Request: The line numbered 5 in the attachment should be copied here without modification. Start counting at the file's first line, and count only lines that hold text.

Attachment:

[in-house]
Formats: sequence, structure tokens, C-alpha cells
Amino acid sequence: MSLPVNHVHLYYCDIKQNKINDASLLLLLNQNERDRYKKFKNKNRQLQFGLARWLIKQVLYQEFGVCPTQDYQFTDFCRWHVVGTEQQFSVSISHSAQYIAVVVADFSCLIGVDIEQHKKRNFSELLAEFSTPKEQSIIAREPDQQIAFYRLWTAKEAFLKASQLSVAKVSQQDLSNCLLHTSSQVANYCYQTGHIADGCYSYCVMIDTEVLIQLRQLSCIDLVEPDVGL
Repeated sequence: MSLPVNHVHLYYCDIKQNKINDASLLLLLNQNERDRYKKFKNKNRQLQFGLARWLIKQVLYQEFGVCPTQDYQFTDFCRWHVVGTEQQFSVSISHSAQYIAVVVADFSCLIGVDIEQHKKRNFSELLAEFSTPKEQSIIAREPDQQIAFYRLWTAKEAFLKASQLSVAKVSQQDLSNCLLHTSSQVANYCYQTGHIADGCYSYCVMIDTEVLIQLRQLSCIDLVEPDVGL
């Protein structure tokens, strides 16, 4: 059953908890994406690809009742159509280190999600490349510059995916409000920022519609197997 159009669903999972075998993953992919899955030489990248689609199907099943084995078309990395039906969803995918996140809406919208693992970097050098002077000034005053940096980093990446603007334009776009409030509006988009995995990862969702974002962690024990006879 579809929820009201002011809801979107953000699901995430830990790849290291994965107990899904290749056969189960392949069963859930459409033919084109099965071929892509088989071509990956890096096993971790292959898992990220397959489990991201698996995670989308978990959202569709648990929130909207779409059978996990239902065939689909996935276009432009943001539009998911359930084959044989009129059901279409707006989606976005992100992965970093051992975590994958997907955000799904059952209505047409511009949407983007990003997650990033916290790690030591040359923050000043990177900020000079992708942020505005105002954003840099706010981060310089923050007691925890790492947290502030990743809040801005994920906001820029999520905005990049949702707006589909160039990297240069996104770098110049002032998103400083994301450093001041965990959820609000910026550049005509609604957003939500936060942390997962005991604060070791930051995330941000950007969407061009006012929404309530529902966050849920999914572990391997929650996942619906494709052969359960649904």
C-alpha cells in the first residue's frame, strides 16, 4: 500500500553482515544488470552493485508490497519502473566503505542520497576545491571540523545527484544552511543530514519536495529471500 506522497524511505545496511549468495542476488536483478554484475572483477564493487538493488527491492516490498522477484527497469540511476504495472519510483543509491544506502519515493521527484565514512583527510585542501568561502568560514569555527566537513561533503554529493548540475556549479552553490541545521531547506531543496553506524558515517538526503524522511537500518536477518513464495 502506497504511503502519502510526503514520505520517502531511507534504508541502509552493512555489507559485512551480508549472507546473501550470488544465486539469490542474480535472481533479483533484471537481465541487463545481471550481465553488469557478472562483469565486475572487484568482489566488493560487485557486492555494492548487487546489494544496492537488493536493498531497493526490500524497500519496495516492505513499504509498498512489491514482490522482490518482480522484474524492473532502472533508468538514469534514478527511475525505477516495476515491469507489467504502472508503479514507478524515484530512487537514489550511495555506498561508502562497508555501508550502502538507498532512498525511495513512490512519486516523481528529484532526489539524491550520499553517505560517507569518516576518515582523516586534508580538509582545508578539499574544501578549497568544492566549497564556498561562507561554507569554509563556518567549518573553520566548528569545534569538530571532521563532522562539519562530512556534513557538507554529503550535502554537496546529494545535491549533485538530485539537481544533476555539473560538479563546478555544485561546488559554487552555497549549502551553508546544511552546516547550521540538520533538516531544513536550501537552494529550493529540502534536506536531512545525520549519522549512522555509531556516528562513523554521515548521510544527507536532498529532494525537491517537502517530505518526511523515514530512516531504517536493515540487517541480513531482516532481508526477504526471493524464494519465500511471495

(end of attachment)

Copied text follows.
């Protein structure tokens, strides 16, 4: 059953908890994406690809009742159509280190999600490349510059995916409000920022519609197997 159009669903999972075998993953992919899955030489990248689609199907099943084995078309990395039906969803995918996140809406919208693992970097050098002077000034005053940096980093990446603007334009776009409030509006988009995995990862969702974002962690024990006879 579809929820009201002011809801979107953000699901995430830990790849290291994965107990899904290749056969189960392949069963859930459409033919084109099965071929892509088989071509990956890096096993971790292959898992990220397959489990991201698996995670989308978990959202569709648990929130909207779409059978996990239902065939689909996935276009432009943001539009998911359930084959044989009129059901279409707006989606976005992100992965970093051992975590994958997907955000799904059952209505047409511009949407983007990003997650990033916290790690030591040359923050000043990177900020000079992708942020505005105002954003840099706010981060310089923050007691925890790492947290502030990743809040801005994920906001820029999520905005990049949702707006589909160039990297240069996104770098110049002032998103400083994301450093001041965990959820609000910026550049005509609604957003939500936060942390997962005991604060070791930051995330941000950007969407061009006012929404309530529902966050849920999914572990391997929650996942619906494709052969359960649904």